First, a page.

Effects of misleading media coverage on public health crisis: a case of the 2019 novel coronavirus outbreak in China
Taylor and Francis
School of Business and Law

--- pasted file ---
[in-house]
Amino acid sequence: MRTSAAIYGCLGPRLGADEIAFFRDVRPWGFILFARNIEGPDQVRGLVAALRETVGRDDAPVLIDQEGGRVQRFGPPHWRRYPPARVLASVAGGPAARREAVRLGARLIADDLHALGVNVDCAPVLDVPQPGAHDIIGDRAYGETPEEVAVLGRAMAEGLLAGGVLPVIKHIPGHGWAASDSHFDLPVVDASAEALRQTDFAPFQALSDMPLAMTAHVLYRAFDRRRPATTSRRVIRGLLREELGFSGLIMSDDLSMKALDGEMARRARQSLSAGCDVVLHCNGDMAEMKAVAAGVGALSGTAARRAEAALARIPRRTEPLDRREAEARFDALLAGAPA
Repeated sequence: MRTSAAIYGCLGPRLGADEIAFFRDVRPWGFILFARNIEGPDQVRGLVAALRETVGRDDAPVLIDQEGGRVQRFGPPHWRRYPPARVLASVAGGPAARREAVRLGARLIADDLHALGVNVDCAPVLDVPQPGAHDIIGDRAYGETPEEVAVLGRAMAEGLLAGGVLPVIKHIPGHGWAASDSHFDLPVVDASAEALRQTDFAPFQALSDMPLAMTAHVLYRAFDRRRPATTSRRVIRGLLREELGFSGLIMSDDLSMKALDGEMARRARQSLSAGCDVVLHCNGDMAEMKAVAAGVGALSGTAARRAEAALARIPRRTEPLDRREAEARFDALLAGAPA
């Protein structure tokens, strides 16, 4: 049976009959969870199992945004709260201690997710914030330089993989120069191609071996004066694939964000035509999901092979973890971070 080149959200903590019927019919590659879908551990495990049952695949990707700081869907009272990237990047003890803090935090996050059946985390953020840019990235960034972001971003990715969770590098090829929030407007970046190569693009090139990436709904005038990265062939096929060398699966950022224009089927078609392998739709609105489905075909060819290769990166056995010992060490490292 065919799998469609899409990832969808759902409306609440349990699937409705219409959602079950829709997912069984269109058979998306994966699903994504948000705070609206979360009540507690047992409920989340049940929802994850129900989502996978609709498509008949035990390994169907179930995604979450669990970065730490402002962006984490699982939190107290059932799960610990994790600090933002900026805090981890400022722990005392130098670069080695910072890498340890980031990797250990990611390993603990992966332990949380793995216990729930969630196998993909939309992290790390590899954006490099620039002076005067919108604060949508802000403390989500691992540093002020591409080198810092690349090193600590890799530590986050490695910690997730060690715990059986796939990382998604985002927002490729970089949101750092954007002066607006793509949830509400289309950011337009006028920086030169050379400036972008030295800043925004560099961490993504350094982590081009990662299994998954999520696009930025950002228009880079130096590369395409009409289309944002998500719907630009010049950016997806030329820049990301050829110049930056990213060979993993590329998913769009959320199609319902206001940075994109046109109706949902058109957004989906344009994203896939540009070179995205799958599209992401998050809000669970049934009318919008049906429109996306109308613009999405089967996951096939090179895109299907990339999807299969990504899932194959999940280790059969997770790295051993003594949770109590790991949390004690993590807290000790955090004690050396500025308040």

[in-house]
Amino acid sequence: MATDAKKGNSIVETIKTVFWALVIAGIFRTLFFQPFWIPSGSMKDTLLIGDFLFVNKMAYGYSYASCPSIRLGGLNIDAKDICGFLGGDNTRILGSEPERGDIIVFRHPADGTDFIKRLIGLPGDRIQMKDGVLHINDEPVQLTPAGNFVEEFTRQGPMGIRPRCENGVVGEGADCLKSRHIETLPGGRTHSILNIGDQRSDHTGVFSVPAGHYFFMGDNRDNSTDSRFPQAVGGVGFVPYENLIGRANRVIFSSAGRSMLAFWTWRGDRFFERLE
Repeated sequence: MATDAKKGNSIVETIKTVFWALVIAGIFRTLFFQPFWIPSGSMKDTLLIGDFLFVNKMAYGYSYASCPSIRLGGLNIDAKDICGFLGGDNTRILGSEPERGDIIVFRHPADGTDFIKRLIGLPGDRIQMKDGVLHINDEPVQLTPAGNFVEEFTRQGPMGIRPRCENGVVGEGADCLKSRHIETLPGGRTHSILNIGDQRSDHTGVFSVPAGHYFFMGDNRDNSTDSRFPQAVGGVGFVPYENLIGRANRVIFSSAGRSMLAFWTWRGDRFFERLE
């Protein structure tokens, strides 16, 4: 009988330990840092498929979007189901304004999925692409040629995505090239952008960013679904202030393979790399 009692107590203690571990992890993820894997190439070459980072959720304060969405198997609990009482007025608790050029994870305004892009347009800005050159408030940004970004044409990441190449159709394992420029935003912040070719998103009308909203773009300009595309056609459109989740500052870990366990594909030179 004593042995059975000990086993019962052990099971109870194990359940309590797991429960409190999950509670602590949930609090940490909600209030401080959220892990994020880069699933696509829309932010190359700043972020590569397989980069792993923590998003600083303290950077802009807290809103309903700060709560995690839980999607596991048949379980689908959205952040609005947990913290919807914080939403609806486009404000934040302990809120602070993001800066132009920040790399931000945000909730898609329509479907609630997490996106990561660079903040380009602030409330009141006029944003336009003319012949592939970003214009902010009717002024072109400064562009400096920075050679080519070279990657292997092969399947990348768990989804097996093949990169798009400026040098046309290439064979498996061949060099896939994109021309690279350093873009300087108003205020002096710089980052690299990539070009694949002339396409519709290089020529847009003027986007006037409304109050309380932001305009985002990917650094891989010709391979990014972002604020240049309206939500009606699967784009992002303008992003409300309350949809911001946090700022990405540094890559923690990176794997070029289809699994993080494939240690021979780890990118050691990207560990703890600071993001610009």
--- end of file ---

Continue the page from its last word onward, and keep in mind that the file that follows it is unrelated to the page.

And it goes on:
© 2020, © 2020 Informa UK Limited, trading as Taylor & Francis Group. The coronavirus outbreak in Wuhan, China has sparked a global epidemic, which the World Health Organization declared a public health emergency of international concern on 31st January 2020 (Beijing time). This crisis has attracted intense media attention. Recently, some media outlets inappropriately labelled the coronavirus by race, using such headlines as “Chinese virus pandemonium” and even suggesting “China kids stay home.” The biased and misleading coverage presented via Western media channels has incited anger throughout the Chinese community and has placed undue stress upon Chinese individuals living outside China. This post-published review takes a tourism-focused perspective to examine findings from a quantitative study (Rodriguez-Seijas, Stohl, Hasin, & Eaton, 2015) published in 2015 in JAMA Psychiatry. The current paper highlights the potential impacts of misleading and biased media coverage on Chinese individuals’ mental health. Specifically, this work considers perceived racial discrimination stemming from coronavirus as a public health crisis and the effects of such discrimination on individuals of Chinese heritage. Similarly imperative are pertinent effects on country image and destination image with respect to tourism marketing and tourist behaviour during times of crisis. By considering racism in the context of the coronavirus outbreak, this paper identifies potential avenues for relevant research in tourism and hospitality.